The Minnesota Multiphasic Personality Inventory-2 (MMPI-2) is the 1989 revision of the MMPI. As the authors of the revision pointed out in the testing manual, the motivation for changing the test was, in part, concern about questions that were labeled as having “sexist wording, outmoded idiomatic expressions, and references to increasingly unfamiliar literary material and recreational activities.” In fact, a comparison of the MMPI and the MMPI-2 reveals that there were relatively few items that fell into these categories. Specifically, in constructing the MMPI-2 from the questions that appear on the MMPI, only 13 items from the MMPI were deleted and only 87 were changed to some degree, with many of those questions showing only minor changes. There was also a net increase of one item as the MMPI-2 has 567 questions as compared to 566 on the MMPI. Thus, of the 566 items on the MMPI about 15% of the items were changed in some manner and only 2% were deleted! Or, alternately, 82% of the MMPI was retained.
Another reason that is often cited for creating the revision is that normative data used to interpret the test were collected on a sample of people who were not representative of the 1989 population of the United States. However, this comment bears little weight as over the years the MMPI has been shown by research to be applicable, valid and reliable for a wide variety of populations from highly diverse socio-economic backgrounds in different parts of the world.
The above discussion notwithstanding, there are some psychologists and psychiatrists who maintain that the MMPI is outdated or obsolete. However, there is substantial research evidence indicating that the MMPI-2 is not as good an indicator of an individual’s psychological status as the MMPI. In order to understand what is occurring it is helpful to realize that the MMPI was the subject of extensive research for more than 50 years before the MMPI-2 came on the scene. During those 50+ years a body of research data was collected that demonstrated that particular code types, like the 2-8/8-2 referred to above, revealed specific details about an individual’s psychological status. However, this vast body of research data that has been collected on the MMPI has not been shown with any vigor or clarity to be transferable to the MMPI-2. Most importantly, independent researchers, who are not authors, publishers or distributors of the MMPI or the MMPI-2, have published data in peer reviewed journals and books that indicate that the conclusions about code types determined by the MMPI are not easily or universally applied to the MMPI-2. In this regard, a person who receives a 2-8/8-2 code type on the MMPI-2 may not have the same psychological characteristics as a person who receives a 2-8/8-2 code type on the MMPI. Thus, I believe that there are ample data in the psychological research literature that continues to support the conclusion that the use of the MMPI represents a much more conservative approach to psychological assessment than the use of the MMPI-2.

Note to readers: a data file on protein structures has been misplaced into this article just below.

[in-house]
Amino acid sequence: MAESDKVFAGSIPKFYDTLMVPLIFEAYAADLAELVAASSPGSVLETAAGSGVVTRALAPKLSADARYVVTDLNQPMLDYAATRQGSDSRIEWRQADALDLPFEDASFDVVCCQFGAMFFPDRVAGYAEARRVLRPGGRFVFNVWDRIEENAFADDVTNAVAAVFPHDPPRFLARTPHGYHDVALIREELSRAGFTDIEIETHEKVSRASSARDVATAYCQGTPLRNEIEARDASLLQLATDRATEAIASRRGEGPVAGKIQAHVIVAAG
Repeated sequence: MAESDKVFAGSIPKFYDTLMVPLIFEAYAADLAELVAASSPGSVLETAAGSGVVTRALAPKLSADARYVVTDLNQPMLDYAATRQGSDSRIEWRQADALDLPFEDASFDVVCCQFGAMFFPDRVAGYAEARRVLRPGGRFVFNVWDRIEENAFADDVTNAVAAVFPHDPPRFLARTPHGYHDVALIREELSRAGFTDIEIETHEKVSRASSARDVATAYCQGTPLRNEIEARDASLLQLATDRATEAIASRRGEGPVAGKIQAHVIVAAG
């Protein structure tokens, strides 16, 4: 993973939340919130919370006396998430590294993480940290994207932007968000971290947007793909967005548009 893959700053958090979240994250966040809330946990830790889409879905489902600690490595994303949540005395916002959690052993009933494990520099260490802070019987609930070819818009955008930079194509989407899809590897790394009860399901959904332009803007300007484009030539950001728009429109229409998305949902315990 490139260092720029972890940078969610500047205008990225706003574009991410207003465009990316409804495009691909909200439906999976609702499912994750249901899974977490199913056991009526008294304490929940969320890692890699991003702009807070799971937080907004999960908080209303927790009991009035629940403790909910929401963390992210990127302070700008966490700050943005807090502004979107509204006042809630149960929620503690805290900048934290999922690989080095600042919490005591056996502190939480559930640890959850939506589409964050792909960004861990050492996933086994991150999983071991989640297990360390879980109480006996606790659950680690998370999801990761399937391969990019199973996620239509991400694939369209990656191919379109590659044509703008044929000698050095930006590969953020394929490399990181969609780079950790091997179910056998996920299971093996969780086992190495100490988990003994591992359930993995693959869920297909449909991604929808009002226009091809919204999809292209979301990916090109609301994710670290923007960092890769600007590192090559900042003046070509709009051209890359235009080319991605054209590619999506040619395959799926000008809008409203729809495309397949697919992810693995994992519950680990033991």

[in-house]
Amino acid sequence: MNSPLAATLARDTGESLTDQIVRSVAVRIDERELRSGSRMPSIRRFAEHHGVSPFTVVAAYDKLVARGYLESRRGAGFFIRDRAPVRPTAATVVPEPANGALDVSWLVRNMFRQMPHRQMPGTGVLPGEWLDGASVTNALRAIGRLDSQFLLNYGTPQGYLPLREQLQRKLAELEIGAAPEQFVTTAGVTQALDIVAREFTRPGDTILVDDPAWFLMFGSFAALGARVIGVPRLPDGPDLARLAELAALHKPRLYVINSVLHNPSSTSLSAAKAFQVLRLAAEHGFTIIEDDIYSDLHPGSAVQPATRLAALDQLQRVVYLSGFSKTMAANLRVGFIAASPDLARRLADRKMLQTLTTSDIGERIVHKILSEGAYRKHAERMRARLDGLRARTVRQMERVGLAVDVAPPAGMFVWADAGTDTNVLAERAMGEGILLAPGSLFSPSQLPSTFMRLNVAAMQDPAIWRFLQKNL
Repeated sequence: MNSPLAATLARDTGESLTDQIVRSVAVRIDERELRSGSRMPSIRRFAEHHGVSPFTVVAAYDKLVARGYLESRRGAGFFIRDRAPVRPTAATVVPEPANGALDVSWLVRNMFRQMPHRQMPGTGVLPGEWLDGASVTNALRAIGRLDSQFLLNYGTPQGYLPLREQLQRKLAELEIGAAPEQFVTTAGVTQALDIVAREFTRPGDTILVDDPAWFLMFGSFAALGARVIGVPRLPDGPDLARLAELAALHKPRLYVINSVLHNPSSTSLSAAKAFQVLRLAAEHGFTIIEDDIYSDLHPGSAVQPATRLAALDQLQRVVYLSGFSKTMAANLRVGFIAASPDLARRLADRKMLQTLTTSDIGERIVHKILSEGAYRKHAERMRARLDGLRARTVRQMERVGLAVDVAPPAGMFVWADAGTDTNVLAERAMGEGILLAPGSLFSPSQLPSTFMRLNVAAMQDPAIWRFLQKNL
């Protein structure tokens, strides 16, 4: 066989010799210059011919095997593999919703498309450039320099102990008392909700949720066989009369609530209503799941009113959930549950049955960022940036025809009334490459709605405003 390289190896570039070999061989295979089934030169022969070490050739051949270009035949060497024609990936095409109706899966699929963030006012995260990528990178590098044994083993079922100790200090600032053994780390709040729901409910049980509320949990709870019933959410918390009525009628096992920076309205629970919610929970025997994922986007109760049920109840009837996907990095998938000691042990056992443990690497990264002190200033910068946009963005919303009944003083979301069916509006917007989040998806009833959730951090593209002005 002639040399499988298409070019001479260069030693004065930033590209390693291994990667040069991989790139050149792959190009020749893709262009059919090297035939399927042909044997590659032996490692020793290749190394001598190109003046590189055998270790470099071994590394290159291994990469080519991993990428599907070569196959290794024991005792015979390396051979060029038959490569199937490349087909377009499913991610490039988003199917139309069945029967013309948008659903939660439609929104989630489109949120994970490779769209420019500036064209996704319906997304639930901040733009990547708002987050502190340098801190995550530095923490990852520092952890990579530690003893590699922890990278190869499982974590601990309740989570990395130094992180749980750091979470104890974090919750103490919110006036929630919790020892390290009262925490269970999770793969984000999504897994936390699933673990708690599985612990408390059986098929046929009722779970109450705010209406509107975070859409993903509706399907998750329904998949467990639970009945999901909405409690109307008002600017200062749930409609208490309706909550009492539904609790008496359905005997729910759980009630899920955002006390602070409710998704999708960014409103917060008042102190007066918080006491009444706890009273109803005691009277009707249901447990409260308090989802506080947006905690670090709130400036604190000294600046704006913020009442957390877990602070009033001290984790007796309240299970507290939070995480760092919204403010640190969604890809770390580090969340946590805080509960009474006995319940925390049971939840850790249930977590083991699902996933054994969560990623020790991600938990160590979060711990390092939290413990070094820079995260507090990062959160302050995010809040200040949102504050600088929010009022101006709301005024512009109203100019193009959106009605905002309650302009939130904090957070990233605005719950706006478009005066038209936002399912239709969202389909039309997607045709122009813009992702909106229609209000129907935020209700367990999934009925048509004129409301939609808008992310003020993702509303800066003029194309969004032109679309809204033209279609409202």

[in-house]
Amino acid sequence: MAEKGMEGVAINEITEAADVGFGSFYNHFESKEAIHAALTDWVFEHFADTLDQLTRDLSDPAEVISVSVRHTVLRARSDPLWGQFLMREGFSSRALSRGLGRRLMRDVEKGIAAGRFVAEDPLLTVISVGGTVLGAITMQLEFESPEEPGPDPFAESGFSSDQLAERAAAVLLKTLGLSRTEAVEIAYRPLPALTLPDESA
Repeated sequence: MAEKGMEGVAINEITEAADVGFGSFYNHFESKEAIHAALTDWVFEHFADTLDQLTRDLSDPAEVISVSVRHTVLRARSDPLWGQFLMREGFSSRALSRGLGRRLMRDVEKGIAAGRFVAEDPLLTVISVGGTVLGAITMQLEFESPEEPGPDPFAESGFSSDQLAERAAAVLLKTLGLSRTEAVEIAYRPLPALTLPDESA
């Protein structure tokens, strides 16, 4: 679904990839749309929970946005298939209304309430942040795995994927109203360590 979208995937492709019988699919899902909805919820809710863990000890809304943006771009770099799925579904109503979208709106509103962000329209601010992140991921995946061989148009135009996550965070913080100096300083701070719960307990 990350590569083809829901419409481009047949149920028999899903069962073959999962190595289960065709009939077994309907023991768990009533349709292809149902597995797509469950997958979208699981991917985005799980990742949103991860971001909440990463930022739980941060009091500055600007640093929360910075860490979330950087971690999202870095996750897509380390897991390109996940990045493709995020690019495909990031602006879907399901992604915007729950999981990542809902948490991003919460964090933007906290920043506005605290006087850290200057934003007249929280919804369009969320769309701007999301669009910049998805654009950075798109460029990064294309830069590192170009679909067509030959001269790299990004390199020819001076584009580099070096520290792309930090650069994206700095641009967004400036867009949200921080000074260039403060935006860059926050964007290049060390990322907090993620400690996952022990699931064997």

In further support of the conclusion that the MMPI is preferable to the use of the MMPI-2 is the July, 2008 test distributor’s release of what is called the MMPI-2-Restructured Form (MMPI-2-RF). The MMPI-2-RF is based on what are called the Restructured Scales (RC Scales) that the test distributor, Pearson Assessments in Bloomington, Minnesota, states “provide a more clearly focused interpretation” of the clinical scale scores. Unfortunately, the use of the MMPI-2-RF has not been met with anything approaching universal approval from the scientific community. Essentially, the publication of the MMPI-2-RF further confuses the issue of the validity of the MMPI-2 as that publication has only marked the beginning of the needed process of independent research conducted by professionals who are not associated with the publication, distribution, marketing or sale of any of the MMPI’s.
In short, I believe that the publication of the MMPI-2-RF was tantamount to admitting that the MMPI-2 was inadequate and needed help. I also believe that the ambiguity concerning the usefulness of both the MMPI-2 and the MMPI-2-RF will not be resolved for many years while we wait for the results from independent researchers to clarify the situation. Thus, until that time comes, if it ever does, the MMPI will maintain its prominence and superiority in the assessment of psychopathology.
* Further information on the MMPI’s, as well as more than 80 of the most frequently used tests in workers’ compensation and personal injury litigation, can be found in my recently published book, Psychological Evaluations in Litigation: A Practical Guide for Attorneys and Insurance Adjusters.
MAKING SENSE OF THE MMPI (MMPI’S)